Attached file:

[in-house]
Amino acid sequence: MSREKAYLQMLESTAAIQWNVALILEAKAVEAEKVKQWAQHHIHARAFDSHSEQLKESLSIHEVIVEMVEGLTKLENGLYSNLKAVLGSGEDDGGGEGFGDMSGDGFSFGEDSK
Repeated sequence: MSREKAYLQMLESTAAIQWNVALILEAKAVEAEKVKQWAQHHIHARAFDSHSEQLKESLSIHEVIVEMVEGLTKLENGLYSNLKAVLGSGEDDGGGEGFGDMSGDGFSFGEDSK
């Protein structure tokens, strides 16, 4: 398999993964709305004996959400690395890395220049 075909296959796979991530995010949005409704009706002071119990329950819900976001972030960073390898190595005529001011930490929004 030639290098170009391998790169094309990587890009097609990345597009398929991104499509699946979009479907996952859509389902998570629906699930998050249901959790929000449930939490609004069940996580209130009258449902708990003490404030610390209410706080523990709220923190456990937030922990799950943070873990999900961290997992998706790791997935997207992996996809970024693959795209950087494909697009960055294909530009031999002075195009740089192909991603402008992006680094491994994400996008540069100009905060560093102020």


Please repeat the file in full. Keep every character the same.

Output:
[in-house]
Amino acid sequence: MSREKAYLQMLESTAAIQWNVALILEAKAVEAEKVKQWAQHHIHARAFDSHSEQLKESLSIHEVIVEMVEGLTKLENGLYSNLKAVLGSGEDDGGGEGFGDMSGDGFSFGEDSK
Repeated sequence: MSREKAYLQMLESTAAIQWNVALILEAKAVEAEKVKQWAQHHIHARAFDSHSEQLKESLSIHEVIVEMVEGLTKLENGLYSNLKAVLGSGEDDGGGEGFGDMSGDGFSFGEDSK
């Protein structure tokens, strides 16, 4: 398999993964709305004996959400690395890395220049 075909296959796979991530995010949005409704009706002071119990329950819900976001972030960073390898190595005529001011930490929004 030639290098170009391998790169094309990587890009097609990345597009398929991104499509699946979009479907996952859509389902998570629906699930998050249901959790929000449930939490609004069940996580209130009258449902708990003490404030610390209410706080523990709220923190456990937030922990799950943070873990999900961290997992998706790791997935997207992996996809970024693959795209950087494909697009960055294909530009031999002075195009740089192909991603402008992006680094491994994400996008540069100009905060560093102020």